Helping the fallen arches

There are not many instances in the fitness industry when you are able to take off your client’s shoes due to safety and insurance reasons. Therefore, I find that anatomy of the lower limb – below the knee and feet – is not really considered or routinely strengthened.

It is a common scenario for a client to have their feet in shoes all day, maybe wearing orthotics as well, and never getting the opportunity to move and use their toes individually. Furthermore, no health professional has prescribed any corrective exercises to help strengthen the arches of the feet or the muscles which control stability at the ankle.

The arches and ankle stability are extremely important for balance in upright standing and are an integral part of the righting reflexes. If the intrinsic muscles of the feet become weak, they will load the long toe flexors and more global movement muscles of the ankle, increasing risk of overuse injuries, e.g.; shin splints – or tendonitis.

Anatomy

Feet intrinsics

Image courtesy of An Atlas of Human Anatomy by Carl Toldt, M.D

The intrinsic muscles are made up of interosseous and lumbrical muscles. They are very small muscles in the feet, and in between the toes. They help to maintain the transverse arch of the foot and keep the toes straight when the foot is pointed. Therefore they prevent scrunching of the toes.

Arches of the foot

These function to provide the following:

  • Absorb and distribute forces with walking
  • Improve walking by increasing speed and agility
  • Provide both stability and flexibility to the foot

Medial longitudinal arch

This arch is maintained by the peroneus longus, tibialis anterior, tibialis posterior, FHL, abductor hallicus and plantar aponeurosis (including ligaments, tarsals and metatarsals). The peroneus longus and the tibialis anterior both attach to the medial cuneiform and base of the 1st metatarsal, thereby acting together forming a stirrup which runs under the arch. The fact that both these tendons join to the same bones of the foot highlights the importance of maintaining control of the medial side of the foot, particularly during activity or on uneven surfaces.

Image courtesy of www.bandhayoga.com/keys_arches.html

Image courtesy of runjoerun21.wordpress.com/

 

Exercises to improve strength in the arches:

intrinsic muscles, peroneus longus and tibialis anterior muscles

Big toe lifts

  • In standing or sitting, place toes on the ground. Keep them lengthened.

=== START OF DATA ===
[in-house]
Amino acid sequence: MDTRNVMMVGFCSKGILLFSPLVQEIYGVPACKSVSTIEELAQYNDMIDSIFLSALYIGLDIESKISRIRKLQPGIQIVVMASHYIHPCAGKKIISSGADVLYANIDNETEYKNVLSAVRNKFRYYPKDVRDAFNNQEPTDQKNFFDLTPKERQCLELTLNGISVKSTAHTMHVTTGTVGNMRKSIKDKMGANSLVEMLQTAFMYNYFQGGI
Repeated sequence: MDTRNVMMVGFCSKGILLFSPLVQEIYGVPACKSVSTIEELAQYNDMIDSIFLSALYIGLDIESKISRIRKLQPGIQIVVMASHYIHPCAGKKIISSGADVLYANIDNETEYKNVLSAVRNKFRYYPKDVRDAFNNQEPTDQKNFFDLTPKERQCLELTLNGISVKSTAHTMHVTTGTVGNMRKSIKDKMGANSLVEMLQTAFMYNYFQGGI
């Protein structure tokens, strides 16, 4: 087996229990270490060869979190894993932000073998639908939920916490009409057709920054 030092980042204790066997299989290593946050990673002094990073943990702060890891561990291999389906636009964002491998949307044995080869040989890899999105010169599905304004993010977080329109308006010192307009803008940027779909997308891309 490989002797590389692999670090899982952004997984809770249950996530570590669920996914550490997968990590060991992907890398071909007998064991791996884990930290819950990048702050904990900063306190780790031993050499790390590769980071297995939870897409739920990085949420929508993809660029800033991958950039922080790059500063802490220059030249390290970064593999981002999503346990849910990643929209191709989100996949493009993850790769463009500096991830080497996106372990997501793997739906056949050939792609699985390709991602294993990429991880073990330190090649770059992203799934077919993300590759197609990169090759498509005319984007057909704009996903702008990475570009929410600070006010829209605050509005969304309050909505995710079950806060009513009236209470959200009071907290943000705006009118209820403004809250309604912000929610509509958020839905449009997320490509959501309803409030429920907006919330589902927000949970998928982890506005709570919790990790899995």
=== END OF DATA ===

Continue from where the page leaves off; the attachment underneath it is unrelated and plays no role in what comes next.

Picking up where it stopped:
• Slowly lift the big toe upwards, keeping the other 4 toes on the ground. Then repeat lifting the 4 toes keeping the big toe on the ground.
  • No toe scrunching

Repeat x10

Piano playing

  • Try starting from the big toe and slowly lift up one toe at a time in order. When all toes are lifted off the ground, slowly return the toes from 5th to big toe in order.
  • No toe scrunching

Repeat x5

Towel picking up

  • Place foot onto a facecloth on a hard slippery floor.
  • Keeping the toes lengthened and the arch lifted, try to gather the facecloth in between the toes and lift it off the floor.

Repeat x5

Toe flaring

Start with foot relaxed, then try and abduct the big toe and little toe outwards, spreading all the toes in between. Hold for 2 seconds and repeat.

Inversion strengthening
(tib post. & tib ant)

  • Put resistance band around foot and hold the band out away from the foot. Working from the ankle only, slowly turn the sole of the foot upwards and inwards. Make sure the leg doesn’t roll.
  • Repeat x10 each

Make sure the eccentric action is smooth and controlled.

 

Eversion strengthening
(peroneals)

  • Holding band on the other side of the foot, slowly turn the sole of the foot outwards.
  • Repeat x10 each side

Make sure the eccentric action is smooth and controlled.

Calf rises with band resistance

  • Performing calf rises with a band pulling the ankle in either direction will help to recruit either the peroneals or tibialis muscles in a functional position.
  • It is important to keep the weight of the foot over the 2nd toe as you go through a full range of calf rise.
  • Each rep should be controlled and slow, and care taken on the eccentric part of the exercise.
  • Aim for 20 well performed rises in each leg, without fatigue.

Progress to wobble board balance while maintaining arches.

  

 

For more examples of hip, knee or ankle stability exercises along with their descriptions and pictures in order of progression, visit www.activeanatomy.com or call or 0414 423744 for more information about the Workshop Textbook or Corrective Exercise information CD.

 

Merrin Martin, BAppSc (Physio), BSpSc (ExScience)
Merrin is the director of Active Anatomy, a successful health professional education business. Combining her experience as a physiotherapist, Pilates instructor and exercise scientist has enabled her to become a specialist in corrective exercise programs. To contact Merrin or the Active Anatomy team call 0414 423 744 or visit www.activeanatomy.com